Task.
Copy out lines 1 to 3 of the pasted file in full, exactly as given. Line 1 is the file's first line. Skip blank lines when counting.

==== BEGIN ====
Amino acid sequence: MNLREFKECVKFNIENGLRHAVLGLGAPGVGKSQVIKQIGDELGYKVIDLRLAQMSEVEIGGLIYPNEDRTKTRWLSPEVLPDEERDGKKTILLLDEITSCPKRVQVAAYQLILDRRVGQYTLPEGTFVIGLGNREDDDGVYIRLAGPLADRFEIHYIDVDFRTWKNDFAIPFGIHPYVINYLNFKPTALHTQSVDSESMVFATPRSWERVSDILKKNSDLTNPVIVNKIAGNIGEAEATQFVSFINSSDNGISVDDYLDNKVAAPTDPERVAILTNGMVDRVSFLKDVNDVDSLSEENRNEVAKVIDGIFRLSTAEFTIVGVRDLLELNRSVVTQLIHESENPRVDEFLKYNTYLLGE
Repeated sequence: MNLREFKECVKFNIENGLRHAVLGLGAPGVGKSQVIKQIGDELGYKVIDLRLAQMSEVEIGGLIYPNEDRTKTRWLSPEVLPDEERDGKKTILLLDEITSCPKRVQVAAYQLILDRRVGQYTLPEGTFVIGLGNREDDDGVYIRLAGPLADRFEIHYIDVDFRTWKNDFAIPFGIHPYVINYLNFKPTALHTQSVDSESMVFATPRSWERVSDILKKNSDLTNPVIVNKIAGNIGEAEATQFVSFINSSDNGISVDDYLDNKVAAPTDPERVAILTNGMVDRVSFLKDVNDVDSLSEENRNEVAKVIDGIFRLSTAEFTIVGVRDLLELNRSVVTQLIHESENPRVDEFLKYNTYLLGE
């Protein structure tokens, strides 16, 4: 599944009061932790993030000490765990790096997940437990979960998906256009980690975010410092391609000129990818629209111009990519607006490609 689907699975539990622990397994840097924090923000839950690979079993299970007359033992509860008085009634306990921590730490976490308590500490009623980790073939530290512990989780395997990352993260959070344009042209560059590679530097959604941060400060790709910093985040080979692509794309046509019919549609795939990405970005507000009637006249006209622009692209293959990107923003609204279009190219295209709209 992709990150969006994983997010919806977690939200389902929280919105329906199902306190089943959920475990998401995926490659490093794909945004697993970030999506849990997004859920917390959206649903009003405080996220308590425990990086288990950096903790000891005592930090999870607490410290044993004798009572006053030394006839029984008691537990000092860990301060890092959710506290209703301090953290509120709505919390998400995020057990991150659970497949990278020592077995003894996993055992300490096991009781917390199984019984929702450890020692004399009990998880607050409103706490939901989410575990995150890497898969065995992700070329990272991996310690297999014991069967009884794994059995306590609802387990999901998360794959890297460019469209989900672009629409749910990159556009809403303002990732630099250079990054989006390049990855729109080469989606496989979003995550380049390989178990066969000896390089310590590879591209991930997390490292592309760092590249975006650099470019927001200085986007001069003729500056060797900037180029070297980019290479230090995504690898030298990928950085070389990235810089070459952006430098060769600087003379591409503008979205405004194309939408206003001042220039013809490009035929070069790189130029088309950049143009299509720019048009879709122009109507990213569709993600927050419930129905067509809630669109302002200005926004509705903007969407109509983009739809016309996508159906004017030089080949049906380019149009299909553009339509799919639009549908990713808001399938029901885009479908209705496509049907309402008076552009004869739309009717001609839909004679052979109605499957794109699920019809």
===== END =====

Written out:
Amino acid sequence: MNLREFKECVKFNIENGLRHAVLGLGAPGVGKSQVIKQIGDELGYKVIDLRLAQMSEVEIGGLIYPNEDRTKTRWLSPEVLPDEERDGKKTILLLDEITSCPKRVQVAAYQLILDRRVGQYTLPEGTFVIGLGNREDDDGVYIRLAGPLADRFEIHYIDVDFRTWKNDFAIPFGIHPYVINYLNFKPTALHTQSVDSESMVFATPRSWERVSDILKKNSDLTNPVIVNKIAGNIGEAEATQFVSFINSSDNGISVDDYLDNKVAAPTDPERVAILTNGMVDRVSFLKDVNDVDSLSEENRNEVAKVIDGIFRLSTAEFTIVGVRDLLELNRSVVTQLIHESENPRVDEFLKYNTYLLGE
Repeated sequence: MNLREFKECVKFNIENGLRHAVLGLGAPGVGKSQVIKQIGDELGYKVIDLRLAQMSEVEIGGLIYPNEDRTKTRWLSPEVLPDEERDGKKTILLLDEITSCPKRVQVAAYQLILDRRVGQYTLPEGTFVIGLGNREDDDGVYIRLAGPLADRFEIHYIDVDFRTWKNDFAIPFGIHPYVINYLNFKPTALHTQSVDSESMVFATPRSWERVSDILKKNSDLTNPVIVNKIAGNIGEAEATQFVSFINSSDNGISVDDYLDNKVAAPTDPERVAILTNGMVDRVSFLKDVNDVDSLSEENRNEVAKVIDGIFRLSTAEFTIVGVRDLLELNRSVVTQLIHESENPRVDEFLKYNTYLLGE
């Protein structure tokens, strides 16, 4: 599944009061932790993030000490765990790096997940437990979960998906256009980690975010410092391609000129990818629209111009990519607006490609 689907699975539990622990397994840097924090923000839950690979079993299970007359033992509860008085009634306990921590730490976490308590500490009623980790073939530290512990989780395997990352993260959070344009042209560059590679530097959604941060400060790709910093985040080979692509794309046509019919549609795939990405970005507000009637006249006209622009692209293959990107923003609204279009190219295209709209 992709990150969006994983997010919806977690939200389902929280919105329906199902306190089943959920475990998401995926490659490093794909945004697993970030999506849990997004859920917390959206649903009003405080996220308590425990990086288990950096903790000891005592930090999870607490410290044993004798009572006053030394006839029984008691537990000092860990301060890092959710506290209703301090953290509120709505919390998400995020057990991150659970497949990278020592077995003894996993055992300490096991009781917390199984019984929702450890020692004399009990998880607050409103706490939901989410575990995150890497898969065995992700070329990272991996310690297999014991069967009884794994059995306590609802387990999901998360794959890297460019469209989900672009629409749910990159556009809403303002990732630099250079990054989006390049990855729109080469989606496989979003995550380049390989178990066969000896390089310590590879591209991930997390490292592309760092590249975006650099470019927001200085986007001069003729500056060797900037180029070297980019290479230090995504690898030298990928950085070389990235810089070459952006430098060769600087003379591409503008979205405004194309939408206003001042220039013809490009035929070069790189130029088309950049143009299509720019048009879709122009109507990213569709993600927050419930129905067509809630669109302002200005926004509705903007969407109509983009739809016309996508159906004017030089080949049906380019149009299909553009339509799919639009549908990713808001399938029901885009479908209705496509049907309402008076552009004869739309009717001609839909004679052979109605499957794109699920019809």